Seizures are when our pets convulse or fit. They can be disturbing and cause anxiety in those around. Try and remain calm. Gather information and consider seeing a vet to ascertain the reason for their development
Tips for managing a seizure in your pet
Do not try to prevent your pet from swallowing their tongue as this does not occur in dogs or cats
Stay clear. While it is disturbing to watch you do not want to be bitten
Help by removing sharp or dangerous objects from nearly
Make sure unsafe areas like stairs, access to outside are shut off to reduce the likelihood of preventable injury
Time the length and frequency of the seizure. This information is valuable to record for your vet.
Let your pet rest until it recovers from post seizure signs.
There are 3 main categories of seizures
Those brought on as a result of toxin
Those brought on by what can be best described as a problem outside the brain. This can include low blood glucose, calcium levels and kidney or liver failure
Those generated by a problem within the brain which can include epilepsy, inflammatory diseases and cancer
The 3 types of seizures in pets
Generalised seizures. Your pet will typically lie on their side and be unresponsive to people during this type of fit. It is common for their legs to move as if they are running. They will often slobber, urinate or pass faeces during this type of seizure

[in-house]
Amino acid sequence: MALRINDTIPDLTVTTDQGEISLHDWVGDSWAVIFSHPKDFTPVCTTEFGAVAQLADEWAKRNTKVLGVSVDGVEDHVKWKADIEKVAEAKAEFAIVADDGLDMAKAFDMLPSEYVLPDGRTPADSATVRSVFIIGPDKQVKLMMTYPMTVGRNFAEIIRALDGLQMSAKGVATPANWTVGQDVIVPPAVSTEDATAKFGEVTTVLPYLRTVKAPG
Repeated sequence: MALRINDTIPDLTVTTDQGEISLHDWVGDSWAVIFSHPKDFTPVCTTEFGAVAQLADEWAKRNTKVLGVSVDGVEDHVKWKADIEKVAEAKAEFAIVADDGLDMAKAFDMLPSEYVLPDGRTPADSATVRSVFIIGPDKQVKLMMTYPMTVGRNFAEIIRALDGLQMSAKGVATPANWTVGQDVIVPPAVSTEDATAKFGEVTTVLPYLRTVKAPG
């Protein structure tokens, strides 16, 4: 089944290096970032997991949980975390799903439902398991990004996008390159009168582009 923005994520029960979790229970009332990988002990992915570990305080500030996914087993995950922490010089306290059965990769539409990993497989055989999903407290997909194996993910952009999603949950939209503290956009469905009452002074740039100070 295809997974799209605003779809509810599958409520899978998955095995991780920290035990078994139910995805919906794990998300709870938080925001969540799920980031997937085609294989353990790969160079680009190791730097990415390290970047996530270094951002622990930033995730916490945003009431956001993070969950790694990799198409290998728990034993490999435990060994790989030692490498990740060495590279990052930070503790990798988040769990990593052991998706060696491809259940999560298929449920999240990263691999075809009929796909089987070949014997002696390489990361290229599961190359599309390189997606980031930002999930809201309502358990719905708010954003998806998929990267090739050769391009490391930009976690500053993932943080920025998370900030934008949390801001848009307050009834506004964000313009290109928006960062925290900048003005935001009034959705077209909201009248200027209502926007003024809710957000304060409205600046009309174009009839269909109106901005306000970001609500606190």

Partial seizures. These start in a particular part of the body and often change in the way that your pet responds to you
Mild partial seizures. Most times these involve compulsive snapping of the jaw and obsessive chasing of either the tail or chewing
When you attend a vet hospital the first step is often medication. This is to try and stop the seizures and to reduce the possibility of physical harm, injury and possible internal damage.
While caution is sensible, research indicates that early medical intervention is important. Early intervention goes some way to prevent the development of a condition called status epilepticus where the seizures continue indefinitely and they become less responsive to medications.
During your pets visit to the vet they will be clinically examined and diagnostic testing offered to help diagnose the reason for the seizures. When it comes to treatments available, the success rate is often dependent on understanding what is causing the seizures.